Social media can be fun, but also, it can be a distraction if it is not used wisely. Students can use social media to do research and find information that would have taken them time and money had they gone to libraries or bookstores to do research. Surprisingly, students prefer to create chat groups that discuss less about academic matters and more about non-academic issues. I'm on several youth platforms, and what I have noticed is that every time an academic topic is introduced, the communication exchanges stop for hours, but when a topic on any public scandal is introduced, it becomes a hot topic. In my view, students should limit the amount of time they spend on social media and concentrate on homework if they want to succeed in school.

6. Utilize a 70-20-10 Study Policy

The 70-20-10 study policy postulates that students should be responsible for their own learning 70% of the time. It indicates that teachers are responsible for students' learning 20% of the time. And it reminds students that everybody else including friends, relatives, spiritual directors and others contribute to their learning 10% of the time. Of course this policy might apply effectively to students in upper classes.

With this policy in mind, students will be motivated to reach out to their teachers early and seek information on the syllabus or curriculum so that they can study ahead. They will also be able to find the necessary textbooks and scholastic materials that they need for their courses.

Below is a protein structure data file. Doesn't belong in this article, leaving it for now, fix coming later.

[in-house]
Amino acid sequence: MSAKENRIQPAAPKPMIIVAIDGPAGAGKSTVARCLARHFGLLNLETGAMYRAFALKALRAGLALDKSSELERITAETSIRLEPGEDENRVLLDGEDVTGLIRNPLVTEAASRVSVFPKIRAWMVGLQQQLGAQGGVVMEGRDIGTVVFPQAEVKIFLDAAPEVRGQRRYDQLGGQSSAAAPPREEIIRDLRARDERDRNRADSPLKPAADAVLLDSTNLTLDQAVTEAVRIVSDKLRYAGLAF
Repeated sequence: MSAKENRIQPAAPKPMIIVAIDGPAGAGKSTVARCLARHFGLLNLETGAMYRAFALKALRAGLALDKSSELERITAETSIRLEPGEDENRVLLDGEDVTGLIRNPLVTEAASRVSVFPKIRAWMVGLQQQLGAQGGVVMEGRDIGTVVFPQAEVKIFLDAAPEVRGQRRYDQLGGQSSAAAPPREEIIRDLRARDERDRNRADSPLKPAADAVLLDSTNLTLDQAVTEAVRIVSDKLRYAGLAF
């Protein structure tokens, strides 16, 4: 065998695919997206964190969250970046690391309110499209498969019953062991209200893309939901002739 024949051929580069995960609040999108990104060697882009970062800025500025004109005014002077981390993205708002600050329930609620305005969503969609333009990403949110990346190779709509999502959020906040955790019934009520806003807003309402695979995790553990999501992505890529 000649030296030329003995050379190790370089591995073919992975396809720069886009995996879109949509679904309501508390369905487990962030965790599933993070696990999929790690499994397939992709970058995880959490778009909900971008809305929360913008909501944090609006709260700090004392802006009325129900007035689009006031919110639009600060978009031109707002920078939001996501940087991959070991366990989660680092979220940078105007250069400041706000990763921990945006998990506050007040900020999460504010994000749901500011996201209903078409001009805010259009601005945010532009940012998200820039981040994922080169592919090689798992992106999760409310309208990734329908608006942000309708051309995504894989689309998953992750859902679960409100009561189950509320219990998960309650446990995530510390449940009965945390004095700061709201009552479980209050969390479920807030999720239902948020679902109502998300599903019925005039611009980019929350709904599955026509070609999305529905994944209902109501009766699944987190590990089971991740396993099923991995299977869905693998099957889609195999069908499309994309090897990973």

Developing their own learning, builds their confidence and self-esteem necessary to fight stereotypes and misconceptions that are a hindrance to their academic success. We always hear statements such as, "students from rural schools can't perform as well as their counterparts in urban school," and "without good social amenities, students in rural schools cannot prepare well for exams." That is not true. When students take responsibility for their own learning, they work hard to pass their exams regardless of the school they attend. For instance, I attended a small high school, but our high school cohort performed competitively academically with other prestigious high schools in the district because we had a strategy for success.